International Association of Chinese Management Research

Role and purpose of experimental research

Professor Roy Chua kicked off the professional development workshop by explaining the roles and purposes of using experiments to advance theory and practice in management research, and exploring different ways an experimental design can be incorporated into management research. Download slides

  • Research design example: Multi-study design, survey and experiment: Chua, R. Y., Morris, M. W., & Mor, S. (2012). Collaborating across cultures: Cultural metacognition and affect-based trust in creative collaboration. Organizational Behaviour and Human Decision Processes118(2), 116-131.

Increasing validity of your experimental design

Professor Ke Michael Mai discussed different types of experimental designs and shared how we can bring naturalistic manipulation into the experiment to enhance the validity of the manipulation, and also design the experiment to mirror a more naturalistic setting (i.e., the field). Multiple experimental design examples were included in the slides. Download slides.

  • Research design example: Experimental design using a naturalistic setting: Wu, S. J., & Paluck, E. L. (2021). Designing nudges for the context: Golden coin decals nudge workplace behavior in China. Organizational Behavior and Human Decision Processes163, 43-50.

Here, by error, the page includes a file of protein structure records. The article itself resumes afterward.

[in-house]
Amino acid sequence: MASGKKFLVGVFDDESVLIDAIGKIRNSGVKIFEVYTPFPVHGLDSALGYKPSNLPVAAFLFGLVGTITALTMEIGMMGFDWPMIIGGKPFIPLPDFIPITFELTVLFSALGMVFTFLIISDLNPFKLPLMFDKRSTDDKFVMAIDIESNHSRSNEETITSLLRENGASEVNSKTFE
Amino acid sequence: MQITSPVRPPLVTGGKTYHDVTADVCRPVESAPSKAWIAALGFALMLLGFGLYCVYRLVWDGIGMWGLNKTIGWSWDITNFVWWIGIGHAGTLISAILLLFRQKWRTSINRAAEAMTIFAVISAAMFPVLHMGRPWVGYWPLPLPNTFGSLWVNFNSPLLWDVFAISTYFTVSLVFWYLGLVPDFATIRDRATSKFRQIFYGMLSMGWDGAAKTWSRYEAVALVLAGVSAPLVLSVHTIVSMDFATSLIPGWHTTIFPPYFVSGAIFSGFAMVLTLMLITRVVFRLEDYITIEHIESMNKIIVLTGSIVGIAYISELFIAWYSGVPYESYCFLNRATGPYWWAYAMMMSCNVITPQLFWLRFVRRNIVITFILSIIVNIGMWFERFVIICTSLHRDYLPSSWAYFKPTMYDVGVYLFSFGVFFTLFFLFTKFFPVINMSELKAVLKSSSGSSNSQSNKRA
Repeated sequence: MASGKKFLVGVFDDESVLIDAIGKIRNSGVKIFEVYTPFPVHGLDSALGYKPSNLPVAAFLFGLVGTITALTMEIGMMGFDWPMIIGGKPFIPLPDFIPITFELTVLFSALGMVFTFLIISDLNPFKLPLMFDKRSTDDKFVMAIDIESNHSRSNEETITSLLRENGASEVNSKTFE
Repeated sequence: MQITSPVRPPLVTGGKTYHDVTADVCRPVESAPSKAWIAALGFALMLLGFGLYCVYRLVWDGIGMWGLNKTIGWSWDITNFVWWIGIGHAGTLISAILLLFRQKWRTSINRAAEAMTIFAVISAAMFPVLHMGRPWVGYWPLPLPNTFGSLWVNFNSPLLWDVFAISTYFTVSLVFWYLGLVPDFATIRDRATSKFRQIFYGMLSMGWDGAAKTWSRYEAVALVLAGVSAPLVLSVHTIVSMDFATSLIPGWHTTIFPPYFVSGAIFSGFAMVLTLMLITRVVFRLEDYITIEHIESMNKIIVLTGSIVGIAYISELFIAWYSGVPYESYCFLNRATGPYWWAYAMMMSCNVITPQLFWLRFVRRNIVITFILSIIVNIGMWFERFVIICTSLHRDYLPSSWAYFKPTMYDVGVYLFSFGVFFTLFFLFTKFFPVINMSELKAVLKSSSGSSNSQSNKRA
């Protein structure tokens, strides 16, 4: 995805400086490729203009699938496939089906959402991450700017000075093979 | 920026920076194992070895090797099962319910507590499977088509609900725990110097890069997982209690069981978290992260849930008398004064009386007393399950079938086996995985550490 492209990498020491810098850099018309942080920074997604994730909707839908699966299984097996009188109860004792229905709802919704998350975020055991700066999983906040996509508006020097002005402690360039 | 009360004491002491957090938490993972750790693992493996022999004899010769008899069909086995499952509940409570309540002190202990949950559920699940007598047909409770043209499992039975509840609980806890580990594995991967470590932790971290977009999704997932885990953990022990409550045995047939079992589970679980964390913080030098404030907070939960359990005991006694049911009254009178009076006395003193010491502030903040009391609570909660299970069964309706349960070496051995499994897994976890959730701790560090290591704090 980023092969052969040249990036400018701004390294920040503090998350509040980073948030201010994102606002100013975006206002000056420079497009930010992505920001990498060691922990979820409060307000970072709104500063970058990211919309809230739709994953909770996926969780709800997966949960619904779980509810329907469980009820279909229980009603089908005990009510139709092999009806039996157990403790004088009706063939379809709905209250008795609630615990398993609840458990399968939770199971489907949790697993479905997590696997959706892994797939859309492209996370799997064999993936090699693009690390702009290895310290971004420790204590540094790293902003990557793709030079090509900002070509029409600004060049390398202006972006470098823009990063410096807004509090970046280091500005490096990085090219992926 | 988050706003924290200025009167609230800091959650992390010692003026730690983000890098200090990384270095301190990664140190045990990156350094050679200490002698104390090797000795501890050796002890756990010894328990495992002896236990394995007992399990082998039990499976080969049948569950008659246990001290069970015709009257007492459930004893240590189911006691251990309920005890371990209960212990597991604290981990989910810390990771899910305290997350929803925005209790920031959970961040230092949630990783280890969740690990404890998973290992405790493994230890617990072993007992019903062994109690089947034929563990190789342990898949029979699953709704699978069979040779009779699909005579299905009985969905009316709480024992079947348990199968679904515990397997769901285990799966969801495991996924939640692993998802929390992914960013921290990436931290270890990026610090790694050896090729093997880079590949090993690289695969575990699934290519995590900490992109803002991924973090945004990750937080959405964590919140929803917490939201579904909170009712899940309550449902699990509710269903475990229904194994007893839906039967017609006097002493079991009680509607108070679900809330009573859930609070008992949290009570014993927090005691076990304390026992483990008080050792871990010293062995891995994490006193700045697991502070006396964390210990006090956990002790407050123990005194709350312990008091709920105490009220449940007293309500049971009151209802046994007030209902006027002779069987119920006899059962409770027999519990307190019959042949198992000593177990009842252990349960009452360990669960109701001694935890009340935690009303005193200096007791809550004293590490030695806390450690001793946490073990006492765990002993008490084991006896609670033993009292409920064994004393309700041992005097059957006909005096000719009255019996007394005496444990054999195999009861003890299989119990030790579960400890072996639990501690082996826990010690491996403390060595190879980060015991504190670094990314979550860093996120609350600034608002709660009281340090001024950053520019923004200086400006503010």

Priming as a form of manipulation

Professor Chi-Ying Cheng provided an overview of priming as methods for measuring culture and used examples from her own and other’s research to illustrate the types of cultural priming. In the articles below, you can see how Professor Cheng used priming as a form of manipulation in her experimental studies:

  • Cheng, C.-Y. & Hong, Y.-y. (2017). Kiasu and creativity in Singapore: An empirical test of the situated dynamics framework. Management and Organizational Review. 13(4), 871-894. doi:10.1017/mor.2017.41
  • Cheng, C.-Y., K. Hanek, A. Odom, & Lee, F. (2021). Divided loyalties: Identity integration and cultural cues predict ingroup favoritism among biculturals. International Journal of Intercultural Relations, 80, 321-335. DOI: 10.1016/j.ijintrel.2020.10.003

  • Cheng, C.-Y. & Leung, A. K.-y. (2013). Revisiting the Multicultural Experience—Creativity Link: The Effects of Perceived Cultural Distance and Comparison Mindset. Social and Personality Psychological Science, 4(4), 475-482.

Common mistakes and challenges

Finally, we also had the privilege to learn from Professor Zhi Liu who shared her personal experiences and observations of common mistakes and mis-perceptions of experiments, as well as the difficulties of designing experiments to examine workplace phenomena such as leadership, team, and HR decision-making. An example of using vignettes as manipulation:

  • Siegel, P. A., Brockner, J., Wiesenfeld, B. M., & Liu, Z. (2016). Non-contingent success reduces people’s desire for processes that adhere to principles of fairness. Social Justice Research, 29(4), 375-401.